Although it requires a bit more paperwork, giving birth in New Zealand is easier than in the United States. This is true, in part, because Augusta is our second child. It also helps that my mom is here for three weeks. Another reason is New Zealand’s postnatal care.
Eliza was born at a very nice hospital in downtown Chicago, where my doctor announced, “Okay, the sooner we do this, the sooner we can all go to lunch!” The nursing staff was knowledgeable and attentive. I had an unobstructed view of Lake Michigan. For two days, I was calm and well-rested.
Then they sent us home. Geoff returned to work five days later. His parents stayed in Chicago for the first week and my parents were unable to visit. My friends were either childless or working moms. That left me, the internet, and a few baby books to figure out things like breastfeeding, baby blues, and the general caring for a newborn. I worried a lot, cried a lot, and watched a lot of terrible daytime television.
Aside from sleep, what I most wanted was another person to affirm that we were taking okay care of Eliza. Postnatal care consisted of Eliza’s appointments with the pediatrician, and a two-week postpartum checkup for me. I also called a breastfeeding consultant to the house for a 30-minute, $200 (not covered by insurance) appointment. This short, expensive appointment with a midwife was reassuring in a way that the doctor’s visits were not.
Augusta was delivered by C-section (a “Caesar”) at Wellington Hospital. My doctor performed the surgery while the midwife held my hand and took pictures of Augusta. About seven other doctors, anesthesiologists and medical students stood by. For three days afterward, my doctor, the hospital nurses and midwives, and other specialists visited around the clock. While they did not take the baby to a nursery as they did in Chicago, Augusta and I were well cared for. We left the hospital knowing that a midwife would visit the house the next day.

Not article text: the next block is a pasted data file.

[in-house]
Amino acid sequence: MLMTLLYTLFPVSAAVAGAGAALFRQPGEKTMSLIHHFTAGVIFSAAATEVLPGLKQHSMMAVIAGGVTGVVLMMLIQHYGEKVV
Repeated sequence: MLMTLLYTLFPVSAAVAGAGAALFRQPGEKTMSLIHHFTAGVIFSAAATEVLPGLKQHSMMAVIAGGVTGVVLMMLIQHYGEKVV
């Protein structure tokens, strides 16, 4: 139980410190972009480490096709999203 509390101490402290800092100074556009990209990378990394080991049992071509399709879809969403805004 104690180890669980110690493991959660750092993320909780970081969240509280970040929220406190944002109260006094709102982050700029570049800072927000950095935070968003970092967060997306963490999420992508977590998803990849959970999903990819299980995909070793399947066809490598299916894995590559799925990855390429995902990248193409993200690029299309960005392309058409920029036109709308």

Postnatal care in New Zealand takes the guesswork and isolation out of parenting a newborn. Our midwife, Carla, visits the house two to three times a week. She weighs Augusta, checks out how I’m healing, and answers questions. I can call her if I’m worried about anything. She’ll continue to visit us for six weeks. For New Zealand residents, this is included in their national healthcare. As a non-resident, I pay out of pocket; postnatal care is still not covered by my insurance. But the peace of mind I get from Carla’s visits makes it worthwhile. After she left the house yesterday, Geoff and I felt more confident and relaxed. I thought about my students’ families back home. “Imagine what this could do in the United States for first-time parents, parents of multiples, or single parents.” “Yeah,” Geoff said, “Someone should do a Fulbright project on this.”